NASCAR salaries shrinking

The money being made by NASCAR steadily has increased over the years with new television contracts and sponsorship deals with major corporations. But the additional revenue hasn’t been passed on to the sport’s drivers.

Driver salaries have been shaved in recent years with fewer dollars available as sponsors cut back on their financial commitments.

Drivers who once made $4-6 million are getting re-signed to deals for $3 million in some cases. Drivers on poorly-funded teams are lucky to see a seven figure paycheck. Licensing and endorsement money also has dried up for all but the very elite. Endorsement deals that once paid $500,000 a clip are now $250,000 and many have disappeared.

But for the superstar drivers, the paychecks are nearly as big as ever and can reach eight figures in salary alone. In 2013, the 10 highest-paid drivers pulled down $170 million in cumulative salary, endorsements and their share of winnings and licensing funds.

Atop this financial mountain for the sixth straight year is Dale Earnhardt Jr., who earned $25.6 million in 2013 by Forbes’ count. Earnhardt’s licensing income is down from five years ago when he was making $30 million a year, but he remains the sport’s biggest star with the biggest salary, as well as the top licensing and endorsement income.

Earnhardt’s No. 88 Chevy carries the most expensive real estate in the sport. The Army National Guard spent $30 million in 2013 on sponsoring 20 races for the No. 88 car. Hendrick Motorsports entered the past two seasons with 13 races to sell on Junior’s car, but even if owner Rick Hendrick has to foot the bill on a couple of races, the sponsorship revenue for Earnhardt’s car still is the envy of the sport.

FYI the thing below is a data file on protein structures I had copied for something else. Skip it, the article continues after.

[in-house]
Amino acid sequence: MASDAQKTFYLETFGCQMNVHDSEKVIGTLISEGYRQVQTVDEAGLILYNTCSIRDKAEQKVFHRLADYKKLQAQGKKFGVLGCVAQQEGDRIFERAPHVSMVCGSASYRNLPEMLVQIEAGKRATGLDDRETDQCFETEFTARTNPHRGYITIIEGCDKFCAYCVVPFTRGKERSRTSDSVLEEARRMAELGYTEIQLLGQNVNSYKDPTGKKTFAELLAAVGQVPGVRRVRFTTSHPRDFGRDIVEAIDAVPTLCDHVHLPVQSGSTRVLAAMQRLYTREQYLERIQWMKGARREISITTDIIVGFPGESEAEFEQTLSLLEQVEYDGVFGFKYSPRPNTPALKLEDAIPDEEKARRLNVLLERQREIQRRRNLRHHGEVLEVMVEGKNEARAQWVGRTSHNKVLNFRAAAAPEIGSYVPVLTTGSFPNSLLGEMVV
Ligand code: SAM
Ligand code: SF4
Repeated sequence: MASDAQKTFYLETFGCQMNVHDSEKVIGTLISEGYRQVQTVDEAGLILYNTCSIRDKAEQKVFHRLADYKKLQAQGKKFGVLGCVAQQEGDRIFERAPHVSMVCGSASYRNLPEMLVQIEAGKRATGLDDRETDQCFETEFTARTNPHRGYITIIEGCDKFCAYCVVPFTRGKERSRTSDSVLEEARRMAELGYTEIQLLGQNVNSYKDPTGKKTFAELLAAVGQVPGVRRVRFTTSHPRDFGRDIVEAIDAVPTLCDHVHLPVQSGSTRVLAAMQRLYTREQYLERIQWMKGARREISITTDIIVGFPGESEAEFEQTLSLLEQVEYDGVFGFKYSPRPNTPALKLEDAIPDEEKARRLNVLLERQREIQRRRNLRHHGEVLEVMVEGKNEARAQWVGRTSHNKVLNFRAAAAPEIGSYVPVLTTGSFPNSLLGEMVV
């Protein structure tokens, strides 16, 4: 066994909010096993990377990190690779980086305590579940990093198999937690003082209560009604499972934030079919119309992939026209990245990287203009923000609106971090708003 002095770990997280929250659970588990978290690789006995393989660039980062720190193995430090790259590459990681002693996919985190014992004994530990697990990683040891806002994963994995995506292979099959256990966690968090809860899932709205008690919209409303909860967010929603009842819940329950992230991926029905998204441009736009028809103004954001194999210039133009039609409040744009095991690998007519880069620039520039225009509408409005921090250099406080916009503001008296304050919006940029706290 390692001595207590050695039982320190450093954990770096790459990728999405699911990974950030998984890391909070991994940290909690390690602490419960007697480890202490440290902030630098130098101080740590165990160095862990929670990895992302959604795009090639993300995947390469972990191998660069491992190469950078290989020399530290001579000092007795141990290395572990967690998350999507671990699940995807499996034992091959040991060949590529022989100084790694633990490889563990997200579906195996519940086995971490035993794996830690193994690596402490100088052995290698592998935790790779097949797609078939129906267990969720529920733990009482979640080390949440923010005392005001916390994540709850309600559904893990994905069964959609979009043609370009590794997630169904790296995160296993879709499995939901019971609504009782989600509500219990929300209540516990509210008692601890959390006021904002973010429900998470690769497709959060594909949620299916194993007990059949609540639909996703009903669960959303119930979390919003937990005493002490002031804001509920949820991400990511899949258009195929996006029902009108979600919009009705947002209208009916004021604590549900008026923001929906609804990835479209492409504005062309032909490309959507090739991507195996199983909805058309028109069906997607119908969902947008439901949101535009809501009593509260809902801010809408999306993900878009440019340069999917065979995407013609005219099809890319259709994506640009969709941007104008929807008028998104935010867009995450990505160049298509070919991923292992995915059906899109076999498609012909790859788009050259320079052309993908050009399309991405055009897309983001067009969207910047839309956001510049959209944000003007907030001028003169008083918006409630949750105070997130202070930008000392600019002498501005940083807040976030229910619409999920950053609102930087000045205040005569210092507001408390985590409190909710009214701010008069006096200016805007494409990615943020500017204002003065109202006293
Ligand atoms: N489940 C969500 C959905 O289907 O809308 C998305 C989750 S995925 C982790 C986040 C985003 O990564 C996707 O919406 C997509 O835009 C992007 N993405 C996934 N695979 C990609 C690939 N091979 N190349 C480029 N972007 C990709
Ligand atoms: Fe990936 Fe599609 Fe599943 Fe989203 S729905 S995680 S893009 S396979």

The No. 48 car driven by Jimmie Johnson ranks No. 2 with estimated earnings of $24.8 million last year. Johnson won his sixth Sprint Cup title, which carried bonuses and special awards of $5.8 million. Johnson’s total prize money haul of $14.7 is twice as much as Earnhardt, but his endorsements and licensing income is shadowed by Dale Jr.

In 1984, Rick Hendrick launched All-Star Racing with five employees and 5,000 square feet of workspace. The company was renamed Hendrick Motorsports the following year and a racing dynasty was born. Hendrick today carries more than 500 employees in 430,000 square feet of workspace across a 140-acre campus in Concord, N.C. The company has racked up 218 victories and a record 11 season titles in Sprint Cup, plus an additional 52 wins and four championships in the Nationwide and Craftman Truck series. The team is worth $348 million, twice as much as any other NASCAR program.

Joe Gibbs Racing ranks No. 2 with a value of $171 million. Roush Fenway Racing ranks No. 3 with a value of $157 million. The team making a big jump in 2013 was Stewart-Haas Racing, which ranks fourth with a value of $148 million. and Richard Childress Racing rounds out the top five at $128 million.

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